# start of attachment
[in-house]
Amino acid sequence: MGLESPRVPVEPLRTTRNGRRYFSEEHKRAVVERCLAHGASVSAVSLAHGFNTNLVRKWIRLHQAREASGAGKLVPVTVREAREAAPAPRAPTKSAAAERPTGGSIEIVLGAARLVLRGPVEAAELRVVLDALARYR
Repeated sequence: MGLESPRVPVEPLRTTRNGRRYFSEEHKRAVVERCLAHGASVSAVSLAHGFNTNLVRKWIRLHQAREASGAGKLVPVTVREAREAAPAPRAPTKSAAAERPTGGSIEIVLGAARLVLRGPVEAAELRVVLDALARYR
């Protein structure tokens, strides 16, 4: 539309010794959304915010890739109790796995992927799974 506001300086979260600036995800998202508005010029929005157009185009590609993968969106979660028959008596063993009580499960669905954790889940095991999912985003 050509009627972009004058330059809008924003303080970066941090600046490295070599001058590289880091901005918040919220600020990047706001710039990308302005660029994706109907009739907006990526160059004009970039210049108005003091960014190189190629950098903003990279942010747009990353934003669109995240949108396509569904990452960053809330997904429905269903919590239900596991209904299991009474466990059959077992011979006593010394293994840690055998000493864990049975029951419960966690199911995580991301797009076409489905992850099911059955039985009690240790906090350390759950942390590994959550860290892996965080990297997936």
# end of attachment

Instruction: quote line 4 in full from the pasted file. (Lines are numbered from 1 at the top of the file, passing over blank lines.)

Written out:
């Protein structure tokens, strides 16, 4: 539309010794959304915010890739109790796995992927799974 506001300086979260600036995800998202508005010029929005157009185009590609993968969106979660028959008596063993009580499960669905954790889940095991999912985003 050509009627972009004058330059809008924003303080970066941090600046490295070599001058590289880091901005918040919220600020990047706001710039990308302005660029994706109907009739907006990526160059004009970039210049108005003091960014190189190629950098903003990279942010747009990353934003669109995240949108396509569904990452960053809330997904429905269903919590239900596991209904299991009474466990059959077992011979006593010394293994840690055998000493864990049975029951419960966690199911995580991301797009076409489905992850099911059955039985009690240790906090350390759950942390590994959550860290892996965080990297997936």